Conclusion: I definitely recommend this one! Other beautiful colors are Rodeo Drive, Model Behavior, Rock Solid, Call My Agent, and Pink Flamingo.

Aquarella non-toxic nail polish

Acquarella

This non-toxic nail polish put the “water” in water-based. The golden color looked washed out after I got a few coats on my nails, and within days it was peeling. Plus, let me get real with you, I bite my nails. And I need an actual barrier between my teeth and nails to dissuade me. I ripped my nails to shreds while wearing this.

Conclusion: This gives non-toxic beauty products a bad name.

Keeki Nail Polish

Keeki

Keeki nail polishis as cutesy and natural as they get, with young colors and only five ingredients, one of them being water. Unfortunately, it reminded me of the Barbie “nail polish” I had when I was six. Barbie nail polish was fun, because you would paint it on, wait a couple minutes for it to dry, and then peel it right back off.

Conclusion: Skip it.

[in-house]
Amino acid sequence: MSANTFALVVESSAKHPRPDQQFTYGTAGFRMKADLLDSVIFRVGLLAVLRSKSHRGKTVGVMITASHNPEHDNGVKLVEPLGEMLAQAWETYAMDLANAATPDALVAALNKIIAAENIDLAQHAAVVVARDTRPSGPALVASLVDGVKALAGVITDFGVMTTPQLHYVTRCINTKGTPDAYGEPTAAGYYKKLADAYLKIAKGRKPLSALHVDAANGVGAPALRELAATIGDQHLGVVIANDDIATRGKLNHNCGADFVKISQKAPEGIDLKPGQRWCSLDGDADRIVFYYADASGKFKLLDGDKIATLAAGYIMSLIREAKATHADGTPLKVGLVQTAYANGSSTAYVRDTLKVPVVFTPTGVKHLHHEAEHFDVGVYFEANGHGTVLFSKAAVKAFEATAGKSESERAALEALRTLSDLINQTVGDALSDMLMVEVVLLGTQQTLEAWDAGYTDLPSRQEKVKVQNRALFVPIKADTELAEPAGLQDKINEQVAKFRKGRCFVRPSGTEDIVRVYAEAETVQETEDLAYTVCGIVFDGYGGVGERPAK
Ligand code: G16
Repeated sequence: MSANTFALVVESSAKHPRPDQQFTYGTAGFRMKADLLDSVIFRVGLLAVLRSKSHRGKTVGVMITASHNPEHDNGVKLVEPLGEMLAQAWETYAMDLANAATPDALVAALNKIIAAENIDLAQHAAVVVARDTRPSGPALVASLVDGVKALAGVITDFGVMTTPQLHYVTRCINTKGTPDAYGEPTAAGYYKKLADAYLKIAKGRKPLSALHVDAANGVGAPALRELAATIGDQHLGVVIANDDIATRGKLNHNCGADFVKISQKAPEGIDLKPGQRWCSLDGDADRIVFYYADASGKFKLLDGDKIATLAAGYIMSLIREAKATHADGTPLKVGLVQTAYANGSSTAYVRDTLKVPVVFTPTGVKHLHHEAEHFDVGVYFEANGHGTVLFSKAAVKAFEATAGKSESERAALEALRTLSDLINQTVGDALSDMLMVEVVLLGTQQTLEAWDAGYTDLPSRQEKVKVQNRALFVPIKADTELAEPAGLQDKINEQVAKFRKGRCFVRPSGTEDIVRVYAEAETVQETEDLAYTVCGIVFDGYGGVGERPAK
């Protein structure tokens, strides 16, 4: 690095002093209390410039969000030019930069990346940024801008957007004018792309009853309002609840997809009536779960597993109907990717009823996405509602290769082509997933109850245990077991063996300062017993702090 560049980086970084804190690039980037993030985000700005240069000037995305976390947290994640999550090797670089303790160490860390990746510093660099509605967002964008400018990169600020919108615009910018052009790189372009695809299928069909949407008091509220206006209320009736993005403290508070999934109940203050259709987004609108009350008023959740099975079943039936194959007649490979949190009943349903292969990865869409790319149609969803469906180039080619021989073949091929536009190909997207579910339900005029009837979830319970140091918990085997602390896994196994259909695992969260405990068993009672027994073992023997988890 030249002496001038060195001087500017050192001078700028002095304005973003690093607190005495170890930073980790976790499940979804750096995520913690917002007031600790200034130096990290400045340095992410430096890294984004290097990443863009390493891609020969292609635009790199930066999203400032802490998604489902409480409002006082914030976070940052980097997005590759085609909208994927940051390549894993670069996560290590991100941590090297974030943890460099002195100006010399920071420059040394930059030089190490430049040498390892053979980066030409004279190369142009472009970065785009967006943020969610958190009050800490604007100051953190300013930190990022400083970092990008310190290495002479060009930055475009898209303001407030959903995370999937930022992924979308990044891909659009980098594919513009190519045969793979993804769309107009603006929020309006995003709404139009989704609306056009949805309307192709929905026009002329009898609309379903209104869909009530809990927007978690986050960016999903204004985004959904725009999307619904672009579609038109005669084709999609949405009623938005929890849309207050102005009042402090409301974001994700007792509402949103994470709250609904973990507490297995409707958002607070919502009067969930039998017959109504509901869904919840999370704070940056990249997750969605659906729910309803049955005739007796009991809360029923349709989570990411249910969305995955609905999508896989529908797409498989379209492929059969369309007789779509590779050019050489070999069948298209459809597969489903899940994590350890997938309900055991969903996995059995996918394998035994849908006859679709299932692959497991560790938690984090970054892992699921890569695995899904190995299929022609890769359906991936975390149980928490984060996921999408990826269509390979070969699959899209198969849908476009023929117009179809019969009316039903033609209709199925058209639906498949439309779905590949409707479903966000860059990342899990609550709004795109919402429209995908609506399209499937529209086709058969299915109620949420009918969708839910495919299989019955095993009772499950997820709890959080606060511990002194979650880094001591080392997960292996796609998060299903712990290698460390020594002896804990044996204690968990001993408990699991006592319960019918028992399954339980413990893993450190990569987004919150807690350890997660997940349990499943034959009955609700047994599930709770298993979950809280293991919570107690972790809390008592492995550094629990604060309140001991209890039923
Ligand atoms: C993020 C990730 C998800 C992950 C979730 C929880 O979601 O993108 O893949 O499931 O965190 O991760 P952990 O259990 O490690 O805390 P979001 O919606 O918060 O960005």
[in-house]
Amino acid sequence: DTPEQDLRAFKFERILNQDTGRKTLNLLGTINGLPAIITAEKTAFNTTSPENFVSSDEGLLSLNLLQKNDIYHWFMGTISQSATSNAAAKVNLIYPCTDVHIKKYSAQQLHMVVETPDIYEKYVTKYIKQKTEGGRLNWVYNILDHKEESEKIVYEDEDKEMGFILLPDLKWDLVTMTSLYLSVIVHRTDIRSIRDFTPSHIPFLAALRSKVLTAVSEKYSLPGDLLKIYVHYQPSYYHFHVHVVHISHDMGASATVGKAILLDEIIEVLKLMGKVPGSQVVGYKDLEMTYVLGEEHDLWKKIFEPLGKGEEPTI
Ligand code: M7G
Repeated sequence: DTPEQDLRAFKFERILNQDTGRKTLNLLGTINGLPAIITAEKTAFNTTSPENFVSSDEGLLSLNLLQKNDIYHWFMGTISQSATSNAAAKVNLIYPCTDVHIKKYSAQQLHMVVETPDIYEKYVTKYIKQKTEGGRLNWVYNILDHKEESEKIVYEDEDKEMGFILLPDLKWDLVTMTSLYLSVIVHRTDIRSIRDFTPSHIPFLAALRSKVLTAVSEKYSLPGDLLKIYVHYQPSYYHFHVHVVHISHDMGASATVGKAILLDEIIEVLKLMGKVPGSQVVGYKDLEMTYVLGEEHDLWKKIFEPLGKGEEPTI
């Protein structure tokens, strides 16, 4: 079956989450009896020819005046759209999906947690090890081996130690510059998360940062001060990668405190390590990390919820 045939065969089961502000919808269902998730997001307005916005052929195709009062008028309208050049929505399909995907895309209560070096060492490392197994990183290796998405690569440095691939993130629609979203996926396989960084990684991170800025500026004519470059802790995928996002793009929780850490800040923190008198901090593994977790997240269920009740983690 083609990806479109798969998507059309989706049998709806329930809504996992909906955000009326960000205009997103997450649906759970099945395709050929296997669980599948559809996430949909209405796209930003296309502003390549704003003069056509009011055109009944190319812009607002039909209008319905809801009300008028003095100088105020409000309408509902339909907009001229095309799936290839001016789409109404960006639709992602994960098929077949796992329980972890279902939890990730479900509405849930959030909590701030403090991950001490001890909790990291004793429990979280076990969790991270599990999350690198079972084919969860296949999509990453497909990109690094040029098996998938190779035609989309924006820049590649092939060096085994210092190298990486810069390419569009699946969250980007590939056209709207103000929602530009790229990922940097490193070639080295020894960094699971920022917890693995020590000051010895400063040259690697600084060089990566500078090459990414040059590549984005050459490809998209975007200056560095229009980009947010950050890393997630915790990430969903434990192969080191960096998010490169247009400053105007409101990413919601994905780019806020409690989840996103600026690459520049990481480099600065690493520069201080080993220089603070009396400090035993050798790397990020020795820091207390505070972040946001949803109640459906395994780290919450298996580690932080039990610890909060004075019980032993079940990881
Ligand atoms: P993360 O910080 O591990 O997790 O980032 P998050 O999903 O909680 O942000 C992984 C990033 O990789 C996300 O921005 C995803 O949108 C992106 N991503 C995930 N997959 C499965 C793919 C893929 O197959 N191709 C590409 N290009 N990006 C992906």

Kure Bazaar nail polish

Kure Bazaar

Kure Bazaar nail polish arrives from Paris in a conventional bottle. The brand has many ladylike colors to choose from, and went on nicely. Malheureusement, it started chipping by week’s end.

Conclusion: Not a disaster, but not worth sending for, either. Quelle domage.

LVX nail polish

LVX

This luxe looking nail polish claims to be vegan and 5-free. And after wearing it for two whole weeks, I was actually skeptical of this claim. How could a non-toxic nail polish last this long? I immediately bought several more colors.

Conclusion: Definitely a favorite.

Priti nail polish

Priti

Another darling of the toxin-free set, Priti is the most well-recognized non-toxic and cruelty-free nail polish brand. The only questionable ingredient is butyl acetate. It chips just a bit after a week.

Conclusion: Not the best, not the worst.

RGB nail polish

RGB

Not to be confused with the non-toxic beauty brand RMS, RGB has a full line of saturated, traditional and edgy colors to choose from, all 5-free. It went on nicely, and lasted pretty well throughout the week.